The book itself then is rich in Sloterdijk’s style of play, but what of the ideas themselves? Clearly the author is an authoritative writer and theorist. The work is historically grounded – although some of the paths of causality in the historical lineage do not always convince – and there are moments of significant analytical insight in the book. Sometimes these moments are a little hidden away, formed as they are within the mass rolling together of content. There are some stand out moments though. For example, the book really comes to life in the punchy ten-page section on the ‘Egg principle’. Here we see how various visions of life emergent from the egg has shaped understandings of creation and birth. This moment of real clarity is then followed immediately by a section that positions the book’s spatial dimensions against Heidegger’s Being and Time, with the argument being that what is missing from dominant readings is being and space. We begin to see here what the objective of the text might be and where it might lead. Reader’s are also likely to find much in the discussions of sirens, which become here a symbolic way of understanding seduction and power. By far the most important chapter of the book is the later piece on sound and the sonosphere. This chapter achieves this kind of small-scale, material engagement with spheres that the book promises. In so doing the focus on sound and spheres opens up a sonic engagement with the auditory forces of modernity that tend to be overlooked by social theorists.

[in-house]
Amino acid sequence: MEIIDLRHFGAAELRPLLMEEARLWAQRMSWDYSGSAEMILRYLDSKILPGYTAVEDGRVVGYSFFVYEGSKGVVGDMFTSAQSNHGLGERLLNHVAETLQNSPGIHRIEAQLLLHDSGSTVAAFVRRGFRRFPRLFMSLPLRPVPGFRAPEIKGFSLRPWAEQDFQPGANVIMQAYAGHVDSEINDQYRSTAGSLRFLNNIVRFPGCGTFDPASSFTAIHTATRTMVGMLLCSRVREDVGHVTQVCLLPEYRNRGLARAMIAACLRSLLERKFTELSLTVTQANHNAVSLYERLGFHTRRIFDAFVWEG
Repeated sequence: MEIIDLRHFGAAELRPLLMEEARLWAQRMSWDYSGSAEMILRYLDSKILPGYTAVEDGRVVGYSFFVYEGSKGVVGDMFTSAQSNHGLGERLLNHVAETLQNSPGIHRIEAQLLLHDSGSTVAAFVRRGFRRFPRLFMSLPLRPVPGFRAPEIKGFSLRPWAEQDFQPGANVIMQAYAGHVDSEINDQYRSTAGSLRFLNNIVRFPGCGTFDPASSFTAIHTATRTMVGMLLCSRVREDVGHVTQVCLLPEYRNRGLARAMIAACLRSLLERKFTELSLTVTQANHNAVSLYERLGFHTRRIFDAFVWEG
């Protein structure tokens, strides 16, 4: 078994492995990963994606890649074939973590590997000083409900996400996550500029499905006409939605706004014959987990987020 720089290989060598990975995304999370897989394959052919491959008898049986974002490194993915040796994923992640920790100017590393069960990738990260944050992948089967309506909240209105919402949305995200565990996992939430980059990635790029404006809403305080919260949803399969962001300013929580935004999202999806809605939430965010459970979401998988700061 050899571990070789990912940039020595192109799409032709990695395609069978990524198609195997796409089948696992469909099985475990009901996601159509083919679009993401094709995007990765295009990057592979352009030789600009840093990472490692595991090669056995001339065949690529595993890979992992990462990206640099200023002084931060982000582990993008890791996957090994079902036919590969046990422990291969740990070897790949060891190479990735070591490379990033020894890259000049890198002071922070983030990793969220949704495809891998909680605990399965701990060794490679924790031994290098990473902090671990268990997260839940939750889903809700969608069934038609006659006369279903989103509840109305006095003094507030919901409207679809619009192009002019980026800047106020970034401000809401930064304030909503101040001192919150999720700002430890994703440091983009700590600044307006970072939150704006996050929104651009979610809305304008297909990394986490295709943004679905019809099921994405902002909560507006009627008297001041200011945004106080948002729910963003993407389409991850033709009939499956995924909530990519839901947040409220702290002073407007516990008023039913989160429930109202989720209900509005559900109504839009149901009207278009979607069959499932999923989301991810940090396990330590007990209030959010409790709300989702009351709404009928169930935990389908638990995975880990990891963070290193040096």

Despite the scope and boundlessness of the text, at the centre is a forceful undercurrent that will ensure that it speaks directly to a very broad audience. Put starkly, this is a book about globalisation and modernity. Themes that are likely to draw in a wide readership. This though is an unconventional account of modernity and globalisation told through some unusual and unlikely resources. The narratives might be difficult and uncompromising but this remains a book about these very mainstream social issues. As we find in the introduction, this book, Sloterdijk points out, is about ‘an age of progressive decentralisations’, it is about the ‘shellessness’ of the modern age. It is an attempt to get to grips with the creation and management of this shellessness. As Sloterdijk (25) puts it, in what is probably the most important passage in the book:
Industrial-scale civilization, the welfare state, the world market and the media sphere: all these large-scale projects aim, in a shelless time, for an imitation of the now impossible, imaginary spheric security. Now networks and insurance policies are meant to replace the celestial domes; telecommunication has to reenact the all-encompassing. The body of humanity seeks to create a new immune constitution in an electronic medial skin.